George Parros talks retirement, leaving Anaheim, and of course, mustaches (Puck Daddy Interview)

Normally when one thinks about the faces of the franchise, they associate those players with high scorers or Vezina-caliber goaltending, not the enforcers.

From 2006 to 2012, the Anaheim Ducks had their expected superstars plastered across the marketing materials, but there was always one face that joined them: the mustachioed mug of George Parros. The affable enforcer became a fan favorite in Anaheim and later across the league for his fisticuffs, sense of humor, and of course, the mustache.

On Friday, the nine-year NHL veteran called it a career. I had the opportunity to speak with Parros as he made the media rounds to reflect back on his career and look ahead to what’s next.

Q: Why retire now?

PARROS: “I’ve had a long career, and to stretch it out and go down to the minors, and kind of take that step backwards, I wasn’t prepared to do that, especially with young kids. I’d rather just kind of get on with the rest of my life. I feel like I’ve got a future in hockey, and I’m excited to start that chapter and turn that page. So that was pretty much the reason for that.”

What’s the future then? What would you like to do?

“Hmm. I don’t know. I’m keeping my options open at the moment. I’ve certainly done a lot of media and things in front of the camera, which I like. But I’m also intrigued by management and kind of building and structuring a team. I just kind of wait and see.”

You’ve got that economics degree from Princeton. Are you interested in hockey analytics at all? It’s a big movement now.

“Well, interesting question. Statistics was one of my favorite courses in school, but hockey analytics, I don’t know. I’m kind of one of those old school guys that doesn’t pay a whole of attention. I think you can certainly glean some data from that, but I think that still getting eyes on somebody, seeing first hand, kind of judging the character of a person is more important.”

In an article for THN, you said you made the deliberate decision to basically become an enforcer. Knowing what you know now, would you still make that decision?

“Yeah. Absolutely. 100-percent. I did it because I knew, or I was hoping, it would get me on to an NHL club quicker and it certainly did that. I made the NHL team within a few years there. Who knows if I would’ve made it before; we had a lockout year that next year. It definitely opened a lot of doors for me, and created the path for me to go down, which I’m so grateful for. I had a great career, I think. I played with a lot of great guys and did some amazing things. But definitely would’ve done it; 100-percent.”

Did you ever think it would turn into this brand? I mean, do you think that’s part of your fame in the NHL is the brand that you built around your mustache?

“I think so. I’ve always said it’s kind of like it’s the greatest marketing tool there ever was, and it kind of happened by accident. I think there is a certain brand out there. You know, I’m OK with that. I think that it is something that I’ve cherished, and I embrace it. It’s something fun for the fans. It’s a way to connect to the fans. It’s a way to stand out. It’s certainly afforded me a lot of opportunities I wouldn’t have had before.”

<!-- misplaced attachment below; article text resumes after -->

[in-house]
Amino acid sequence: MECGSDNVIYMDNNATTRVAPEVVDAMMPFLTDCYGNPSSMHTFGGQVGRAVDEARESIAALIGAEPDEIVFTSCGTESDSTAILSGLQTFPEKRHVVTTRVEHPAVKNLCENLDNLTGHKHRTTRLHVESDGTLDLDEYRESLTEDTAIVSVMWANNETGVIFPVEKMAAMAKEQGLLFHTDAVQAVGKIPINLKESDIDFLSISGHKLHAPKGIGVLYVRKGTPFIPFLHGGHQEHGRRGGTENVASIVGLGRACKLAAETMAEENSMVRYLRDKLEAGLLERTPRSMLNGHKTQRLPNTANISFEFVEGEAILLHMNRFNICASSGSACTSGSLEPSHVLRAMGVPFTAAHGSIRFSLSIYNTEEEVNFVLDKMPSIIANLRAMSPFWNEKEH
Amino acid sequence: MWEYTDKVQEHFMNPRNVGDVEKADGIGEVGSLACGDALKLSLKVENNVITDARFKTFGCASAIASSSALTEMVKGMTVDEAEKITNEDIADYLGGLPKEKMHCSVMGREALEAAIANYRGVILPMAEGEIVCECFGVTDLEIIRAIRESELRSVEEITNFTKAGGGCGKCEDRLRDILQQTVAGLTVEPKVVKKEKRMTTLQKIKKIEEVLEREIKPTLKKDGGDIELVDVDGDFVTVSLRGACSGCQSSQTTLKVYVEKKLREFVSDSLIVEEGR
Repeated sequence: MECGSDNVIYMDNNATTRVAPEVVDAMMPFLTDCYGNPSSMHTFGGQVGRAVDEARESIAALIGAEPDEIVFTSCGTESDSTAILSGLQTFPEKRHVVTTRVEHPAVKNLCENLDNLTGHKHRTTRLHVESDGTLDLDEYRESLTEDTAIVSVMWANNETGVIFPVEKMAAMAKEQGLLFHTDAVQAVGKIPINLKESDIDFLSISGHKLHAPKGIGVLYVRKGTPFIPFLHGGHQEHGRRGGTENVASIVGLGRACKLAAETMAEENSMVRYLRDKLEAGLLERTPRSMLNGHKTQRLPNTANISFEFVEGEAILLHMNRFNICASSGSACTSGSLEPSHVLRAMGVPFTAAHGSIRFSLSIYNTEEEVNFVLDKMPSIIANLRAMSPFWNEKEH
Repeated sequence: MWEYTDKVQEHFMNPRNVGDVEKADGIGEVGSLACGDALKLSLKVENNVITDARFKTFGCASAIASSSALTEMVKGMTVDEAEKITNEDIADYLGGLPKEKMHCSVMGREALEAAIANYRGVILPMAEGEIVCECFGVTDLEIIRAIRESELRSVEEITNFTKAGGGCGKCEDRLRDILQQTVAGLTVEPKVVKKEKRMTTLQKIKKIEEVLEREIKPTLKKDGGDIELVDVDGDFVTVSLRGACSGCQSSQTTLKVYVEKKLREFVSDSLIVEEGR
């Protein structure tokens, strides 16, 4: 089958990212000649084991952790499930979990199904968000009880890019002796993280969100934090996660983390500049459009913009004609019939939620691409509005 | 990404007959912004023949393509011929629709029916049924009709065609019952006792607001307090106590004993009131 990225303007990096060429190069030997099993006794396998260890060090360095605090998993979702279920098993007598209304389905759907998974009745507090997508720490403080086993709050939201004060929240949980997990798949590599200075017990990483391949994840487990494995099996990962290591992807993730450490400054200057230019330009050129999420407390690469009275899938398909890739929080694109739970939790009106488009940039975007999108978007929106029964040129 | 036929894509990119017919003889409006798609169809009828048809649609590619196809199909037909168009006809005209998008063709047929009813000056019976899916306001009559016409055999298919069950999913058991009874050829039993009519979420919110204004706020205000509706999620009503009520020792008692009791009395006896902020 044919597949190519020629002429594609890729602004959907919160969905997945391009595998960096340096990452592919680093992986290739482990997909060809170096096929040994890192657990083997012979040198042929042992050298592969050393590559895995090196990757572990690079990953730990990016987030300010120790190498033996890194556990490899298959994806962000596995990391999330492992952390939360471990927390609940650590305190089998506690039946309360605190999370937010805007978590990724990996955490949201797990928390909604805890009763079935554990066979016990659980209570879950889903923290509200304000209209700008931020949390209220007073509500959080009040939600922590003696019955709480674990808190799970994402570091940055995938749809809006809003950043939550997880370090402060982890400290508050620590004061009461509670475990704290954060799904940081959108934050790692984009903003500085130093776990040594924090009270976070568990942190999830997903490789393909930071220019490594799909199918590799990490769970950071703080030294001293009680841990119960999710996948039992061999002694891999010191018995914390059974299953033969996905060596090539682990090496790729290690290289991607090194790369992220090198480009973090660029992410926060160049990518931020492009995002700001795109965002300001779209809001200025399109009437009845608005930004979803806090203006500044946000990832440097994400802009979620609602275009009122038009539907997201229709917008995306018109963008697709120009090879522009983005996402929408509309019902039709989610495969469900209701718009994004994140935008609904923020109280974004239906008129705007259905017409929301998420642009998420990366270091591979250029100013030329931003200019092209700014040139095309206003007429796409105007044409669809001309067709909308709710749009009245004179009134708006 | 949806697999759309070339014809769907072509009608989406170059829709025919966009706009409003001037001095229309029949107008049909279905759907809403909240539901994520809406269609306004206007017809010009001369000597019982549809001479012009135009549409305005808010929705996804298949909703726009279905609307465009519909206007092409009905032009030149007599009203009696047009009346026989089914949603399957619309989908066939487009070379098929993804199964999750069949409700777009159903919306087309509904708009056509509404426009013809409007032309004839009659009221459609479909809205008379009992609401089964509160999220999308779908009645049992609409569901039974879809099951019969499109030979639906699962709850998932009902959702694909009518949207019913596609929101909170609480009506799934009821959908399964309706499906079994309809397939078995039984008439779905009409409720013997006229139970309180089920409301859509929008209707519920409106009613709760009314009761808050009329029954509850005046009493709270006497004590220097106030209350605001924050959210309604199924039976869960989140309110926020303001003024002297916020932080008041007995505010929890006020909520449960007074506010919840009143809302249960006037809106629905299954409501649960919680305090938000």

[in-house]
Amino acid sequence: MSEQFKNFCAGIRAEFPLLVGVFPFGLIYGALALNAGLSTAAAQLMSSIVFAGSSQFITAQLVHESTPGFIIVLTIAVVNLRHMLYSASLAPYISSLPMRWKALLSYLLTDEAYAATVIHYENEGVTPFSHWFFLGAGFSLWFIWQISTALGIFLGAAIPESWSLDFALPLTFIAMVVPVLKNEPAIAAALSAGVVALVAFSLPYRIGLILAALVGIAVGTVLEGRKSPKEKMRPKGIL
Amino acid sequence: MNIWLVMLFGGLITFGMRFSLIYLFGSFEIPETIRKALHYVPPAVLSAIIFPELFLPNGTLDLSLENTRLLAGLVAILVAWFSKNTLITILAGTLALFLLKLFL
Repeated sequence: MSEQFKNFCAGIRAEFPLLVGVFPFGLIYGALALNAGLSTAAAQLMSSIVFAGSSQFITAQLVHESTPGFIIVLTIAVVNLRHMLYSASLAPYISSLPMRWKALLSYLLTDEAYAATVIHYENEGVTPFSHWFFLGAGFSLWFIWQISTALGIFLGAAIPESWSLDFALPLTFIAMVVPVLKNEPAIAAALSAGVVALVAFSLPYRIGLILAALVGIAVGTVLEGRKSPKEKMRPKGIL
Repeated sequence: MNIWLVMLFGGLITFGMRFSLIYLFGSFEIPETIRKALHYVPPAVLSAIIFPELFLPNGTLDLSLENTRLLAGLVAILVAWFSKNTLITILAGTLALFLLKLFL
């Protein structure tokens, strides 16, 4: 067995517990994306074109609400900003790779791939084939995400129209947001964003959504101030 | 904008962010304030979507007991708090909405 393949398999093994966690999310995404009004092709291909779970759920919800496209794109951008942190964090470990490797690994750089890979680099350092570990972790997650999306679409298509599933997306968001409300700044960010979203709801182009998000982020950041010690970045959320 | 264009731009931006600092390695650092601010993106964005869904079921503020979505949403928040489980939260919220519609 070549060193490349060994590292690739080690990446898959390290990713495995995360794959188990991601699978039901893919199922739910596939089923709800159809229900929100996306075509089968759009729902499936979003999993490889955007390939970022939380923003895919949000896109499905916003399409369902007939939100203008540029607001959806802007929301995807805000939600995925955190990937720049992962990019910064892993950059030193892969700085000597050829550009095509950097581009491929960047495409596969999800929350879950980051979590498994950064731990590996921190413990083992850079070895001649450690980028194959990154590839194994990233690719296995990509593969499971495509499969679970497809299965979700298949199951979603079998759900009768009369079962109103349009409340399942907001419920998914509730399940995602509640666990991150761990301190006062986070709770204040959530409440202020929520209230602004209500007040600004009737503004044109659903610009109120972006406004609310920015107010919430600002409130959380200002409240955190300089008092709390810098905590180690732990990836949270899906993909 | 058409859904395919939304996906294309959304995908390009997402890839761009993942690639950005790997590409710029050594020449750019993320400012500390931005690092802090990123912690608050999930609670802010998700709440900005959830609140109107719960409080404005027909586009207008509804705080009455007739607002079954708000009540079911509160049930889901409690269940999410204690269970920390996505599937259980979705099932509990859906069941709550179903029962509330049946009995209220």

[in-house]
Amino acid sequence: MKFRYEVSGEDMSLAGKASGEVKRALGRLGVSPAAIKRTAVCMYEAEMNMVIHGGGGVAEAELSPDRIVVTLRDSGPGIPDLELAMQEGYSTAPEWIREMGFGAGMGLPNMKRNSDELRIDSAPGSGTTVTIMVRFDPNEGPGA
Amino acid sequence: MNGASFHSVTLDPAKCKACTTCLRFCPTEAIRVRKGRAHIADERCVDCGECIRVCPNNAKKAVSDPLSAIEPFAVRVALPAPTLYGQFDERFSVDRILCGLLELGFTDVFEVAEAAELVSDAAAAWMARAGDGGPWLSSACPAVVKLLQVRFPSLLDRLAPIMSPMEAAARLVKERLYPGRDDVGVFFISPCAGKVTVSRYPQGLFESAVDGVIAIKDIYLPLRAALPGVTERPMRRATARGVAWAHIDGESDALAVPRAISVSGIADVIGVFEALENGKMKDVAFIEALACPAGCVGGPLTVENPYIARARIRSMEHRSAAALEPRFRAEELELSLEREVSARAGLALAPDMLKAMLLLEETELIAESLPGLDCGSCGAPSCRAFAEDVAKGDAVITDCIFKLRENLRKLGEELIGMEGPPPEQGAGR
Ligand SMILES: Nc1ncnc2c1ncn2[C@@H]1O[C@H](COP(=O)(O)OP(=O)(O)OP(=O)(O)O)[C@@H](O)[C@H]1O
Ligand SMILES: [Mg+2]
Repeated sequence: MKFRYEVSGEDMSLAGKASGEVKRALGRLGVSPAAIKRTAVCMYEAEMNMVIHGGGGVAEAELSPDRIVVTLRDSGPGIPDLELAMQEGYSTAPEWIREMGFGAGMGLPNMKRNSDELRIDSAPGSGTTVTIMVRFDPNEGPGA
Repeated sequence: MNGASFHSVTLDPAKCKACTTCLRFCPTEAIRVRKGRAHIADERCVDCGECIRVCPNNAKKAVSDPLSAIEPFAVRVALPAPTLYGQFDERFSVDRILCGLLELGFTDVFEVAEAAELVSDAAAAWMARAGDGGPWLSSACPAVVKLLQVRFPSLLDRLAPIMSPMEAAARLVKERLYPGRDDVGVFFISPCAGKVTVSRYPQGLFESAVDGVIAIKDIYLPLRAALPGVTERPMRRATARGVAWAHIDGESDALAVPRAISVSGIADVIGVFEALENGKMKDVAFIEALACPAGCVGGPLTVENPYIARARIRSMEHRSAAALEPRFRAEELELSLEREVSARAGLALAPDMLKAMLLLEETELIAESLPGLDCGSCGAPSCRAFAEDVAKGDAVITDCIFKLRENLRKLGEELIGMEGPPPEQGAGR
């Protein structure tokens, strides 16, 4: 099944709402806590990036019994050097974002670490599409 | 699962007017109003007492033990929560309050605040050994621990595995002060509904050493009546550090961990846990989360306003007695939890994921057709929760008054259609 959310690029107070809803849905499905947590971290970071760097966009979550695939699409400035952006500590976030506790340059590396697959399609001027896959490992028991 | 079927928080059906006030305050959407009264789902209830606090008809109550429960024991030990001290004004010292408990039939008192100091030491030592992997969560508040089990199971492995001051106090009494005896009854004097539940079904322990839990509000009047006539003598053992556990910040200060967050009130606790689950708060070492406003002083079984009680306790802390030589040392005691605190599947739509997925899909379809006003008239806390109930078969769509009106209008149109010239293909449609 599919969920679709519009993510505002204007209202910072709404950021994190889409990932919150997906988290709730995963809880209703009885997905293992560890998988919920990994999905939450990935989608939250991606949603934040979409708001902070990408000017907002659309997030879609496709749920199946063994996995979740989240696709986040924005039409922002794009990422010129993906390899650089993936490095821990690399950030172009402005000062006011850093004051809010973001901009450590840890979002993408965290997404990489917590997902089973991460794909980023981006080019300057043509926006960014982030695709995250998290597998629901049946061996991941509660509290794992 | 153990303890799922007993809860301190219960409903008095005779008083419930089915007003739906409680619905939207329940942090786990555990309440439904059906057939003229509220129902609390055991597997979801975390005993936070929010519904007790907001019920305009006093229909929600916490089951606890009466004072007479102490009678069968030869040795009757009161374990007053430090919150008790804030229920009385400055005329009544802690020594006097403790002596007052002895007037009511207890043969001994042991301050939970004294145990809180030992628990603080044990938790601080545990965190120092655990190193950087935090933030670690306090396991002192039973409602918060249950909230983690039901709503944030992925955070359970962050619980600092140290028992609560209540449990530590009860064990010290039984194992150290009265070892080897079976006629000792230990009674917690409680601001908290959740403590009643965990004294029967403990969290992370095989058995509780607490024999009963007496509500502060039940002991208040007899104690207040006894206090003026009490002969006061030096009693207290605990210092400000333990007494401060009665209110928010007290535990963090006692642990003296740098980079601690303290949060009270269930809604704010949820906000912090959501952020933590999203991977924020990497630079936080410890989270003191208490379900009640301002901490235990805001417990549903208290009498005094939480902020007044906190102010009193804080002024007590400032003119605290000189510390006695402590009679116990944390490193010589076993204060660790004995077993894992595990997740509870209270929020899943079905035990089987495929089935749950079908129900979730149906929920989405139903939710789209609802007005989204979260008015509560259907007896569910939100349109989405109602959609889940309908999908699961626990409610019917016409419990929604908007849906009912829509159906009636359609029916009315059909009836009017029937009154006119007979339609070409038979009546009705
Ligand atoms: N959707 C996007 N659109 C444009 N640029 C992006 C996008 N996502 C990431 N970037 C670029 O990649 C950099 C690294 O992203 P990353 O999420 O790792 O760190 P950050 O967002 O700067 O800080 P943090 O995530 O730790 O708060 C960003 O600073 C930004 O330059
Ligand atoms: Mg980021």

Why a mustache and not a mullet or a unibrow?

“Well, mustaches are inherently manly and funny and everything else in between, and that really defines me too, I think. But I really identified with, and growing up and collecting hockey cards and watching games, and seeing guys from the earlier era they all had them. Then all the sudden nobody had them. So when I was able to grow one, I started to do it for fun during the playoffs instead of a playoff beard. I can’t really grow a beard anyway.

I really did just identify with all the old-school players. They all had mustaches, it was just something I’d noticed, had seen growing up, and they went the way of the dodo. [Laughs]. I figured I’d bring them back.”

What color would you call Corey Perry’s mustache? I call it clear or flesh-colored.

“Dirty blonde. I mean, we are talking about Corey Perry so dirty blonde. [Laughs]”

Having gone through what you have, how do you think the NHL is handling concussions?

“I think the protocol in place is adequate. I think they’re very aware of it and trying to push the knowledge further. They’re working within the knowledge we have on concussions, and I think they’re going to continue to stay ahead of that curve if they can. I think they’re doing a good enough job.”

Are you afraid of any possible cognitive issues in the future? Are you more aware of what could arise?

“Certainly they’re on my radar. And I try to keep track of things like that. I saw a specialist after the concussion in Montreal. In talking with him, I’ve got a lot of insight as to what to expect and he actually painted a pretty rosy picture. I think, personally, for my own self, I’ll be looking at and monitoring. Am I worried right now? No, but I was worried. In speaking with the specialist … he put a lot of fears to rest. I haven’t had too many [concussions]; I’ve just had that one and it probably looked worse than it was.”